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Posts Tagged ‘Omega-3 fatty acid’

Does what we eat affect how we think? Yes, according to recent research—especially as we grow older. We may joke about “senior moments,” but for most of us, it’s no laughing matter. We fear dementia and Alzheimer’s disease. Who among us is more likely to be a target for decreased mental abilities?

Specific nutrients affect memory and learning. A diet with lots of sugar-rich foods has a negative impact. As one study noted, sugar makes you dumber. Rats fed extra fructose in their drinking water lacked the ability to think clearly and to recall the route of a maze they had learned several weeks earlier. However, even with the fructose, omega-3 fatty acids added to their regular diets caused them to remember the route faster.

Researchers theorized that high amounts of fructose blocks insulin’s ability to regulate the cell’s use and storage for energy that’s required to process thoughts and emotions. Thus, they concluded that high-fructose harmed the brain and the body.

Likewise, saturated fats may decrease memory and reduce brain function while unsaturated fats may improve it. Total fat doesn’t seem to affect mental tasks, but the type does. Even slight negative changes in cognitive skill increases the risk of developing dementia and Alzheimer’s disease.

Another study noted how omega-3 fatty acids protect the aging brain. Researchers tested 1,500 people with an average age of sixty-seven. Those who ate diets lacking omega-3 fatty acids aged faster and lost memory and thinking ability. Researchers did MRI brain scans, measured mental function, body mass, and omega-3 fatty acid in the red blood cells. Those who scored in the lower twenty-five percent of omega-3 fatty acid levels in their blood had smaller brains and scored lower on memory and abstract reasoning. They mentally appeared two years older than the remaining seventy-five percent.

How can you improve the way your brain works? High-sugar and high-saturated fat in the diet seem to do harm. Foods high in omega-3 fatty acids, such as fish, improve memory. Also, berries have nutrients that contribute to brain health. Berries contain high levels of phytochemicals. Although berries differ in their combination of these substances, each contributes antioxidant effects that may help prevent age-related brain degeneration and changes in cognition and motor function. For best results, try a serving of berries—blueberries, strawberries, blackberries— each day.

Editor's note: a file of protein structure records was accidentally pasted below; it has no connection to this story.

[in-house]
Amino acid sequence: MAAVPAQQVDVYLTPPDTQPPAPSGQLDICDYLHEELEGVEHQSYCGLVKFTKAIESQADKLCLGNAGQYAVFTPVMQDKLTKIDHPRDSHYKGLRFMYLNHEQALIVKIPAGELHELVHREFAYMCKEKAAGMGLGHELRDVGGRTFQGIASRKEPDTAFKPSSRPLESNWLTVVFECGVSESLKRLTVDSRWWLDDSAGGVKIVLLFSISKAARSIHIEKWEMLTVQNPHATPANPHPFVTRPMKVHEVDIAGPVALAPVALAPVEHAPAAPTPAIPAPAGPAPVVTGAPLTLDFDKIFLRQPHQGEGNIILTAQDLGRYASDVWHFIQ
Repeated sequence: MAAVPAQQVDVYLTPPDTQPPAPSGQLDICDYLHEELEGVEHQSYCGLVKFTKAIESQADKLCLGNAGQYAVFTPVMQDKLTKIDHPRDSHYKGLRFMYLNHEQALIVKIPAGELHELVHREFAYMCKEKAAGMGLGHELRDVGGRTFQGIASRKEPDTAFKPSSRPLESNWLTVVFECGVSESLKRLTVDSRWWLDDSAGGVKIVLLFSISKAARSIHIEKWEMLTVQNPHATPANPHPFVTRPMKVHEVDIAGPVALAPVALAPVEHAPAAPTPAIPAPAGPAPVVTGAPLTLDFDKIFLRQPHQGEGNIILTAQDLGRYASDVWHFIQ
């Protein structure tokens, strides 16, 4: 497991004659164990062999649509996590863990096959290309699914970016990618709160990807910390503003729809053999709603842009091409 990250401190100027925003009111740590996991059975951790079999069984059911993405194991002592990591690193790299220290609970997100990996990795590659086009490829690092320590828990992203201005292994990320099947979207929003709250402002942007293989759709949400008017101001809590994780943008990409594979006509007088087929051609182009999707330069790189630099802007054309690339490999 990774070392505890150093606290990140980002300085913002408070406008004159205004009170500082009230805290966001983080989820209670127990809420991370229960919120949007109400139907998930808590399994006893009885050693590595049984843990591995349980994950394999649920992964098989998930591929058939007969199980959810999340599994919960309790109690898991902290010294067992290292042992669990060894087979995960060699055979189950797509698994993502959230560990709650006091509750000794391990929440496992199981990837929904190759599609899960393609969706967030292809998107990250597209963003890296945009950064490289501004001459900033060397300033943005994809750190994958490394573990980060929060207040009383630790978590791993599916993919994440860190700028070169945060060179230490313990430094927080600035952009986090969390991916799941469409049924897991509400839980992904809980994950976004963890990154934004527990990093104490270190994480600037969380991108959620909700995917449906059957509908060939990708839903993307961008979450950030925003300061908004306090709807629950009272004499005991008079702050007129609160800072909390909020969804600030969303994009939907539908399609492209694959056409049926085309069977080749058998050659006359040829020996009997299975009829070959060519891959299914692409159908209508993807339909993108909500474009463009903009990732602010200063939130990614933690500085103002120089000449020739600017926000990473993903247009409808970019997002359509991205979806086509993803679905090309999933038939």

Your memory may not be as sharp as in years past, but by careful selection of what you eat, you can keep your mind more alert and improve recall. What do you have to lose—except your mind?

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November is American Diabetes Month. Nearly 26 million American children and adults have diabetes, and 79 million more are at risk with pre-diabetes.

Diabetes is the leading cause of kidney failure and blindness in adults. Two out of three with this malady will die from heart disease or stroke. The American Diabetes Association (ADA) estimates the annual national cost of the disease at $174 billion.

Food plays a significant role for those with diabetes as well as those with the potential to develop type 2 diabetes. Why aren’t we paying attention?

The ADA identifies ten superfoods beneficial not only to those with the disease, but also to the rest of us.

  • Beans.  Take your pick from pinto, kidney, navy or black beans. All are high in fiber and provide exceptional sources of magnesium and potassium. Also, they are high in protein.
  • Dark Green Leafy Vegetables.  These include spinach, kale, collards, and others. They’re low in calories and carbohydrates and packed with needed vitamins, especially vitamin A.
  • Citrus Fruit.  Fruits like oranges, grapefruit, and lemons are loaded with vitamin C.
  • Sweet Potatoes.  These all-time favorites, especially during holidays, are a starchy vegetable abundant in vitamin A and fiber. They make a great substitute for white potatoes because of their lower Glycemic Index.
  • Berries.  Pick your favorite. All are abundant in antioxidants, vitamins, and fiber.
  • Tomatoes. Most people enjoy this food in many ways from fresh slices to ubiquitous tomato sauces and salsa. They provide vitamin C, iron, vitamin E, and other nutrients.
  • Fish High in Omega-3 Fatty Acids.  Salmon is the usual favorite, but mackerel, tuna, herring, and halibut are other great choices.
  • Whole Grains.  Check labels carefully. Whole wheat means the product contains bran—the outer hard shell, germ—packed with most of the nutrients, and endosperm—the starchy part. Most wheat breads are made from the endosperm. Whole grains contain rich sources of B-vitamins plus
    magnesium, chromium, folate, and omega-3 fatty acids.
  • Nuts.   They provide satiety value—help you feel full longer—and are great for weight management if you don’t eat too many. They contain healthy fats, magnesium, and fiber.
  • Fat-free Milk Products.  Readily known for its rich sources of calcium, milk comes fortified with needed vitamin D.

This list isn’t just for those with diabetes. To eat healthier, include these super-foods in your diet for power-packed ways to help you stay healthy.

http://www.diabetes.org/food-and-fitness/food/what-can-i-eat/diabetes-superfoods.html

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